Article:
That Jake Delhomme’s stable, Set-Hut, has two horses running on Louisiana Champions Day certainly was not lost on others.
Champions Day is a celebration of Louisiana-bred horse racing, of which Delhomme is a staunch advocate. Delhomme, a former backup quarterback with the Saints for six seasons, is involved in horse racing as an owner and on at least two levels concerning breeding, and he also has his hands in training.
His filly, Forest Lake, is the No. 5 horse in the Champions Day Ladies race, one of nine with a $100,000 purse, not including the $150,000 Classic. Another Set-Hut filly, P Boo — which is owned by Delhomme’s father, Jerry — will run in the Lassie.
“The most important thing about Jake is he’s really focused on the Louisiana-bred program,” said Fair Grounds senior director of racing Jason Boulet, who grew up less than a mile from Delhomme in Breaux Bridge. “I’m very happy for him and proud that his horses are running on Champions Day because he’s bred nice horses and bought nice Louisiana breds. So, it’s only right he gets to shine on one of those days, because he really deserves it.”
Delhomme also has been involved in the buying and selling of young horses in Kentucky. However, his horses are bred in Louisiana and run exclusively here. It’s part of his hands-on approach that touches nearly every aspect, he said.
“I just love being at the barn every single day, dealing with the horses,” he said. “It’s great when you have success as an owner, but there’s just something about being there in the morning with them, and when we’re running them to travel with them and be in the backstretch with them.
“We do it all, which for me is the most rewarding thing in the world.”
That is a big part of why Delhomme is excited about Forest Lake. The filly, now 4, was born behind Delhomme’s house. He said their operation trains only about six horses at a time.
He said Forest Lake, which may turn out to be the best horse he’s had, may have a chance in the Ladies. She finished second in the Si Cima Overnight Stakes at the Fair Grounds on Nov. 20, a race won by Seaside Candy, tained by Al Stall. Forest Lake has 4-1 odds in a race that also has Seaside Candy (5-2), Big World, the 2-1 favorite trained by Tom Amoss, and Pacific Pink (3-1).
“It would be fantastic to win (the Ladies),” he said. “(Forest Lake) had given good account of herself every time she runs, for the most part. She’s going to need to bring out her best race Saturday. It’s a tough one.”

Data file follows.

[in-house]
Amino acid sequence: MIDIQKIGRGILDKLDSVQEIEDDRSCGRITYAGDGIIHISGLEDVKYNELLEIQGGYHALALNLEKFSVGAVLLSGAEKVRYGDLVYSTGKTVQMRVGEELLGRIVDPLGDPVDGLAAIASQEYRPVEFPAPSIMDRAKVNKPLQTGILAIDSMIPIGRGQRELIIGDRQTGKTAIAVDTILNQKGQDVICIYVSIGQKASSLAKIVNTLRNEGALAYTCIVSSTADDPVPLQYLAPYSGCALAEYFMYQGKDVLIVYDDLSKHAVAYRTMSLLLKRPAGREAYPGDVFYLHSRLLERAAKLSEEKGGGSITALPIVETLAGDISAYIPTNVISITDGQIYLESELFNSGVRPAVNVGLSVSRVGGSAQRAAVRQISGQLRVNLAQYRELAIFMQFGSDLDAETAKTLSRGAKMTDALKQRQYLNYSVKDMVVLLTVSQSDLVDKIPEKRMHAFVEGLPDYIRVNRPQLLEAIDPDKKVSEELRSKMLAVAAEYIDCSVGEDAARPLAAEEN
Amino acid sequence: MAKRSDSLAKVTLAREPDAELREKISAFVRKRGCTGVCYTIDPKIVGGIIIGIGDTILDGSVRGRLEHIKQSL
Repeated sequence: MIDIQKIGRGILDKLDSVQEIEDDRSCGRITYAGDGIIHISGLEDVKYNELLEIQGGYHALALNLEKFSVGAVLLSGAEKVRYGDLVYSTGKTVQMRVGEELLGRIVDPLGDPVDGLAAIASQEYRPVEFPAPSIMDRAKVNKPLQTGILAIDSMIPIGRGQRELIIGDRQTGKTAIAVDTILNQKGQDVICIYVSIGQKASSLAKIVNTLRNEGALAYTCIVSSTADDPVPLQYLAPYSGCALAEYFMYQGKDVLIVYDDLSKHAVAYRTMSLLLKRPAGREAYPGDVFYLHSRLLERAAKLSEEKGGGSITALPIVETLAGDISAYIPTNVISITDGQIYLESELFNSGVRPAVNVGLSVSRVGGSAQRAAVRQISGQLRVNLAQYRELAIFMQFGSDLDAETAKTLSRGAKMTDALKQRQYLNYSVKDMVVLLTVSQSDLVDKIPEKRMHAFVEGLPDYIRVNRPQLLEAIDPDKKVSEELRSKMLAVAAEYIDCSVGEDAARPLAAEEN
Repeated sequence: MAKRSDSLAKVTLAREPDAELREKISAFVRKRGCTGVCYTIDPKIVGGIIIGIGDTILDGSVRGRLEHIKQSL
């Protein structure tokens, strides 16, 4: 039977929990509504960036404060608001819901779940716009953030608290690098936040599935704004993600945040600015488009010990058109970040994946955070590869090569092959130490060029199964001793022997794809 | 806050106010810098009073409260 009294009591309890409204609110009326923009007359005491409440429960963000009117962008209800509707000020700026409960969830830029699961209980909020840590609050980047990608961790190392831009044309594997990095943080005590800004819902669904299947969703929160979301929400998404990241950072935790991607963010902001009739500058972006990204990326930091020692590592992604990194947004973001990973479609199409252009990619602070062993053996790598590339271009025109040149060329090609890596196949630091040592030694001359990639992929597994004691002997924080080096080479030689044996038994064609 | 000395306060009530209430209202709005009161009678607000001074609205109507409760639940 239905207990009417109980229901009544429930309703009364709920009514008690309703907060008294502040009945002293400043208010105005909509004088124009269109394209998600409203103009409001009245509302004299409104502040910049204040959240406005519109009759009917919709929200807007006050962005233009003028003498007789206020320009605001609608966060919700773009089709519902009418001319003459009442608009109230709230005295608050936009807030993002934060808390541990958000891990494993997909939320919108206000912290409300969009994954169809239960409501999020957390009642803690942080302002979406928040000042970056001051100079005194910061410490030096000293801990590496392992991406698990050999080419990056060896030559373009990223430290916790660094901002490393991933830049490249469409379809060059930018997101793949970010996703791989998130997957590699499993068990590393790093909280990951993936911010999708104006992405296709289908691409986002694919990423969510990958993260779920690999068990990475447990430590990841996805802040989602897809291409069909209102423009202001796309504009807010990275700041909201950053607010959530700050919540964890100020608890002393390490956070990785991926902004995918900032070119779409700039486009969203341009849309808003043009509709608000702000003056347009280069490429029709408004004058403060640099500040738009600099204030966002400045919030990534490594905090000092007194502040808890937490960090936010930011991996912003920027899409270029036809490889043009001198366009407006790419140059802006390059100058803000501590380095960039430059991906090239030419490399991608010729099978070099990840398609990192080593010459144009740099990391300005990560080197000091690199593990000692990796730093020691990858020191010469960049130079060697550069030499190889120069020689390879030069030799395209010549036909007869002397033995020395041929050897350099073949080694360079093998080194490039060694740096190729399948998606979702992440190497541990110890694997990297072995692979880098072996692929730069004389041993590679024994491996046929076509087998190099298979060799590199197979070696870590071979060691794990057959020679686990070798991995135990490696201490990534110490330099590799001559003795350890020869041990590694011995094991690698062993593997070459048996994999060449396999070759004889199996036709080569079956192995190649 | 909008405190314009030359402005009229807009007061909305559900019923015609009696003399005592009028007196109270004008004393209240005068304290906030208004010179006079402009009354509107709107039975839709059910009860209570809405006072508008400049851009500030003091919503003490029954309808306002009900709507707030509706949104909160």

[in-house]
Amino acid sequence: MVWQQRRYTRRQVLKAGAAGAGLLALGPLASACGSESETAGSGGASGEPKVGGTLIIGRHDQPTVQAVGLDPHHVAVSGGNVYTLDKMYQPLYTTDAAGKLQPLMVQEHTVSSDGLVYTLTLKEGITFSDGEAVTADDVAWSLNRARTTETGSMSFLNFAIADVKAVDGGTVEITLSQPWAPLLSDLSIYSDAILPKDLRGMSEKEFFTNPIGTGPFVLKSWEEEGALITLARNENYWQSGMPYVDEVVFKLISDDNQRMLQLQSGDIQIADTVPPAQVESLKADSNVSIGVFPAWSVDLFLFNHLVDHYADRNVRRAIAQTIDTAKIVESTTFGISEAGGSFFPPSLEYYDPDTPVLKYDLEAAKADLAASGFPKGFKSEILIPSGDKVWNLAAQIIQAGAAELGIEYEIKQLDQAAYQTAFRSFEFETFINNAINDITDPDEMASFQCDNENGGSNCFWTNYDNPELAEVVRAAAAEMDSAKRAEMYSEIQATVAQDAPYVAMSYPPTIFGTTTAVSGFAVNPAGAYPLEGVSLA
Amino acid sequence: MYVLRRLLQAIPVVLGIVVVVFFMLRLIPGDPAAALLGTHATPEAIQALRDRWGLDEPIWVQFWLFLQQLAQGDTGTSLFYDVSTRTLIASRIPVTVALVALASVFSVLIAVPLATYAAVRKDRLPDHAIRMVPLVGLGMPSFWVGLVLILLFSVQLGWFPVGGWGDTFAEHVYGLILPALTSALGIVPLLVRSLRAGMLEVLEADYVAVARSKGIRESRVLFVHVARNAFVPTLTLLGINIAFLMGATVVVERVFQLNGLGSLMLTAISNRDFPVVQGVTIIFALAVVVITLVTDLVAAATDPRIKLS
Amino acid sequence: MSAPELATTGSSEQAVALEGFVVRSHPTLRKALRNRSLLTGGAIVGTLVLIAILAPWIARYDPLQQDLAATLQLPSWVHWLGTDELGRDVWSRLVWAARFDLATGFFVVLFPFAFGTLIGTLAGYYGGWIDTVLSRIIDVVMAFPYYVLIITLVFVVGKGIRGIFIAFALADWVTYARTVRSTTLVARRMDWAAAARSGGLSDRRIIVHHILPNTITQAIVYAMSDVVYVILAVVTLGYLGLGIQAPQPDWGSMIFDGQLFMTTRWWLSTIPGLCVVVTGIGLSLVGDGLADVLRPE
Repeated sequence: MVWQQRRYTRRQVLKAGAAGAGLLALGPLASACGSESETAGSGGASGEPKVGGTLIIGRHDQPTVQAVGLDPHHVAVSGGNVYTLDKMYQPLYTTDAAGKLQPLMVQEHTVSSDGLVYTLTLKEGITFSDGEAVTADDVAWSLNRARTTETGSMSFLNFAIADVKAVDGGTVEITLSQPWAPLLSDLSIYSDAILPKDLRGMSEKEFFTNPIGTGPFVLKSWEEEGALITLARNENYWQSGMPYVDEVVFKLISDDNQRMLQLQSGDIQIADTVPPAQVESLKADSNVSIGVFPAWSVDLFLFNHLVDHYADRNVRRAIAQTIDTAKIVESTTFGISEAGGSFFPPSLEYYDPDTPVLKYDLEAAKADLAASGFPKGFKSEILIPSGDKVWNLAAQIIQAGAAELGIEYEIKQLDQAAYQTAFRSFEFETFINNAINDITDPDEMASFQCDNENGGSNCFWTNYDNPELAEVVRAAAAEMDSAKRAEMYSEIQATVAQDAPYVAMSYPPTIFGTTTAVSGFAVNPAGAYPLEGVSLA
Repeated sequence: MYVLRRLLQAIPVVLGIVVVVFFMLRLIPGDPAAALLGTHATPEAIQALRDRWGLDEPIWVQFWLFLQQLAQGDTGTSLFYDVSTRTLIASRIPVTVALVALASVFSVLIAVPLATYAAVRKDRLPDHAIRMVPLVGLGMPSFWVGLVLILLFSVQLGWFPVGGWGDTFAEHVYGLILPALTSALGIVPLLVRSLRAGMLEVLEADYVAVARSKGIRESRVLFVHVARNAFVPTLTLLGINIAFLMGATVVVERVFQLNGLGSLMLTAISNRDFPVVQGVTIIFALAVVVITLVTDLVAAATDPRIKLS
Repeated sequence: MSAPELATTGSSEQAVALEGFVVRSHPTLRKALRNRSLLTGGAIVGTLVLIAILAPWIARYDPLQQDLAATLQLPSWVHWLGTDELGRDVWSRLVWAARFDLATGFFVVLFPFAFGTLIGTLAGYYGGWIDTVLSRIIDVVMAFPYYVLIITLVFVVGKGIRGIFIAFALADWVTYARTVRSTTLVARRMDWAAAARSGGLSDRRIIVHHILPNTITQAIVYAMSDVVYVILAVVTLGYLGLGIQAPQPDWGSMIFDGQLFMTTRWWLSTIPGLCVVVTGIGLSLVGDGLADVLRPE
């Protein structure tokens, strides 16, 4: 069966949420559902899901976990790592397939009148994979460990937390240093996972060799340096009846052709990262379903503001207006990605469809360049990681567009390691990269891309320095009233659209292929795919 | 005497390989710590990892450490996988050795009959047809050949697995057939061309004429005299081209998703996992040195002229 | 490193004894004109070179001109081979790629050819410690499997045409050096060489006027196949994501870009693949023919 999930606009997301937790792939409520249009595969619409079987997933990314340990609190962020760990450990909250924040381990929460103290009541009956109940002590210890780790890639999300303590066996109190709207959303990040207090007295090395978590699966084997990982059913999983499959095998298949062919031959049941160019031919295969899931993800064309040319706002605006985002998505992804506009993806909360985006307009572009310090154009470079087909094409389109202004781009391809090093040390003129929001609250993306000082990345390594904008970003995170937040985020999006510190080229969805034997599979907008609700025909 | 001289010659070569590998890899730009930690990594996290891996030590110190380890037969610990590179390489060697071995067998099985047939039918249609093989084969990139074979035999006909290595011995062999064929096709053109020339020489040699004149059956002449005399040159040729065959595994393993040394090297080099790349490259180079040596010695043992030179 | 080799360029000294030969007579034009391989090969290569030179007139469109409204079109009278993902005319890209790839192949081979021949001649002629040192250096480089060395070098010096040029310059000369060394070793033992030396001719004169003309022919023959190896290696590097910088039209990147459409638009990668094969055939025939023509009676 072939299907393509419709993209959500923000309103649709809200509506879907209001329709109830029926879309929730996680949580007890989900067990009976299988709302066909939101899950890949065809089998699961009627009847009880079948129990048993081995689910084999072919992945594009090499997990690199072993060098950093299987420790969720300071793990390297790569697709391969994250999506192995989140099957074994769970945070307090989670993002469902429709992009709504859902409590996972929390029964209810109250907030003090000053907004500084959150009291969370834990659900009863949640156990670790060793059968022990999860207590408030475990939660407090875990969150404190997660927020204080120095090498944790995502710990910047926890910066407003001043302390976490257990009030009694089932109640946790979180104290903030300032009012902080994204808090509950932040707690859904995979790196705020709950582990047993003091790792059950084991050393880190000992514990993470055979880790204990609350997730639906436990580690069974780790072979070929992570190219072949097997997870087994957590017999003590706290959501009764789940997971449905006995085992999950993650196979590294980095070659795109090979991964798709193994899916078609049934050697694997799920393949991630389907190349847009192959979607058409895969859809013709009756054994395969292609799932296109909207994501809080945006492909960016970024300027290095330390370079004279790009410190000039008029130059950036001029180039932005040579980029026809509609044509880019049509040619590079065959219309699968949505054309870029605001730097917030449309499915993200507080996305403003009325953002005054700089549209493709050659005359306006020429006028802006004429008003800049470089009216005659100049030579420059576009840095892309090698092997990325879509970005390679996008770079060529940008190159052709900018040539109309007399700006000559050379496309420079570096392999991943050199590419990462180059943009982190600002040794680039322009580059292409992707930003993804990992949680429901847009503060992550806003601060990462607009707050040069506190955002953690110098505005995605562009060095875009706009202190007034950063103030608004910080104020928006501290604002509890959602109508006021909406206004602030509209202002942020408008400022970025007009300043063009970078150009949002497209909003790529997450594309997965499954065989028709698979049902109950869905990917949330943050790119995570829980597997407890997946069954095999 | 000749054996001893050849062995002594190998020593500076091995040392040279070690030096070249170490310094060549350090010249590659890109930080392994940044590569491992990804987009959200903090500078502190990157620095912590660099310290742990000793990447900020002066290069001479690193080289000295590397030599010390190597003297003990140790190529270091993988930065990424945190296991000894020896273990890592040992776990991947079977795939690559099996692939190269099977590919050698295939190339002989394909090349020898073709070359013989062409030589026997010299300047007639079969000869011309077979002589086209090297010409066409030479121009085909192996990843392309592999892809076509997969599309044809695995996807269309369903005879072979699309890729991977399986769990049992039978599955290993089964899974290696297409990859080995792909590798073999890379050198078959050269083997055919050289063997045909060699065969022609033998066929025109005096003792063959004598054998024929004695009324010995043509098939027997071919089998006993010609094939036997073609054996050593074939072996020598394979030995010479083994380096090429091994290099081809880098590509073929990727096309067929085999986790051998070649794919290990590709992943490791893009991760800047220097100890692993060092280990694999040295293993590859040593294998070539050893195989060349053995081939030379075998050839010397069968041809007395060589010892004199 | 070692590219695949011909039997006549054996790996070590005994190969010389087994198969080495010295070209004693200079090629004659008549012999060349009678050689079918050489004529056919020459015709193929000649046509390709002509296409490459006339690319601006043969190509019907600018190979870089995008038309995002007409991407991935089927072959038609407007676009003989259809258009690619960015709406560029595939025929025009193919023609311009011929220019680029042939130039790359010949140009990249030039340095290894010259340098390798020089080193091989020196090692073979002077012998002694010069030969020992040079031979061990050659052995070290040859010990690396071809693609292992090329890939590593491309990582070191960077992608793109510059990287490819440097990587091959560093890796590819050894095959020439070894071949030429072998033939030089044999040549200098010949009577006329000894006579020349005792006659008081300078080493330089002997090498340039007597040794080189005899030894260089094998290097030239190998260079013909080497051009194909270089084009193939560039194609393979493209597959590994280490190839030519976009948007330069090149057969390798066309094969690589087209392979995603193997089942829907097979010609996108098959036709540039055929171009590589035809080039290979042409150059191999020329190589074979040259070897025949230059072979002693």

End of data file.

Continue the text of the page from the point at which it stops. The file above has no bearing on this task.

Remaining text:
Delhomme said he really enjoys breeding because he’s a big believer in numbers, statistics and probabilities. This year, he was selected by the national Thoroughbred Owners & Breeders Association as its Breeder of the Year in Louisiana.
He he has worked diligently through the Louisiana Thoroughbred Breeders Association in an effort to help the state’s horse-breeding industry stay competitive, he said, mainly with New York, Florida and California, after the gold standard, Kentucky.
“We’re in challenging times right now, certainly with the economy, the way it has been and in particular with the oil field,” said Delhomme, who is on the LTBA board of directors and is past president of the organization and a current vice president. “The biggest thing for us as the breeders’ organization is that the foal numbers have dwindled down in our state. We were able to combine two sales companies and have one unified sale, and that looked to be a success.”
Stall said Delhomme has been invaluable for the state’s equine industry, starting with investing his money and time.
“The main thing is, he’s got passion for it,” Stall said. “If you love what you’re doing, you have a tendency to do right things.
“Jake definitely loves horse raising and loves Louisiana breds, and he’s a good ambassador for us.”
Delhomme is a third-generation horseman whose grandfather, Sanders Delhomme, is a legend in Acadiana bush-track and match racing. For him, much of growing up was going to school, playing sports and shoveling manure out of the barns, he said, chuckling.
So after the end of a 15-year NFL career in which he took Carolina to its first Super Bowl after the 2003 season, his first with the team, Delhomme knew what he wanted to do.
“My wife and I are both from Lafayette (area),” he said, “so, there was the lure of family. And, there’s no horse racing in Charlotte, North Carolina. I enjoy working with my brother (trainer Jeff) and dad.”
Delhomme played six years with the Saints — three under coach Mike Ditka and three under Jim Haslett.
“I enjoyed some good times,” he said. “The first time the Saints ever won the division, the first playoff win ever.
“Then, I went to Carolina (in the same division), and I had to hate everything about the Saints, along with Atlanta and Tampa Bay. It was my job.”